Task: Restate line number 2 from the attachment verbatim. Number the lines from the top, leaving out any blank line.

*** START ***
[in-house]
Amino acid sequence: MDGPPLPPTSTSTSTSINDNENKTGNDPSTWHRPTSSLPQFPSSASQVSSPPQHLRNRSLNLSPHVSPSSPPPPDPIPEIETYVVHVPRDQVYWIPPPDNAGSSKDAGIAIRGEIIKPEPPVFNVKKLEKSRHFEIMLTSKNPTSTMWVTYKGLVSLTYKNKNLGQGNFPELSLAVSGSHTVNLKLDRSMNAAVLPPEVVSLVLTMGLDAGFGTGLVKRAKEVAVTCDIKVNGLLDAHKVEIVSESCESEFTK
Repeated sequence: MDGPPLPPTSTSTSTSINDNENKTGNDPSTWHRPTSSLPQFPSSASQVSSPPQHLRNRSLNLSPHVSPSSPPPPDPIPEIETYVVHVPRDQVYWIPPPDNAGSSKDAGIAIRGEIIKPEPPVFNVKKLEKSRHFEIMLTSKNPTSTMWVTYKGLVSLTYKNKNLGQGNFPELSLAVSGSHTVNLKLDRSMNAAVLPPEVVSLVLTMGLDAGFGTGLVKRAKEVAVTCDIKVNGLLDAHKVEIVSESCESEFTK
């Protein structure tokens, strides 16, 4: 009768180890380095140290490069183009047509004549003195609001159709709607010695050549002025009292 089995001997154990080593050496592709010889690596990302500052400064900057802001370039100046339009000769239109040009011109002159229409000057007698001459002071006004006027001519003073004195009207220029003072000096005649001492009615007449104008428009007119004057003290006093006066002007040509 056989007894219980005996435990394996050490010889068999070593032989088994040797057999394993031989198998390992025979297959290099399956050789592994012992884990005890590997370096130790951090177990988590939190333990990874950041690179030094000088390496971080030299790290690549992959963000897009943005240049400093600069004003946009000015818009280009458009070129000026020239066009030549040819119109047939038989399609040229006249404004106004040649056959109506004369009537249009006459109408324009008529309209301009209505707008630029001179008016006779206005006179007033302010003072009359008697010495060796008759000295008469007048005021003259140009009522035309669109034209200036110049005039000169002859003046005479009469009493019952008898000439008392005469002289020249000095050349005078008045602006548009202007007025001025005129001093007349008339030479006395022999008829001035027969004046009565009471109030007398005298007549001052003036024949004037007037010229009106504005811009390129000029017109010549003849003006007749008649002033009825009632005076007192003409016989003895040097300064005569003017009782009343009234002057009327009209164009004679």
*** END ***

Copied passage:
Amino acid sequence: MDGPPLPPTSTSTSTSINDNENKTGNDPSTWHRPTSSLPQFPSSASQVSSPPQHLRNRSLNLSPHVSPSSPPPPDPIPEIETYVVHVPRDQVYWIPPPDNAGSSKDAGIAIRGEIIKPEPPVFNVKKLEKSRHFEIMLTSKNPTSTMWVTYKGLVSLTYKNKNLGQGNFPELSLAVSGSHTVNLKLDRSMNAAVLPPEVVSLVLTMGLDAGFGTGLVKRAKEVAVTCDIKVNGLLDAHKVEIVSESCESEFTK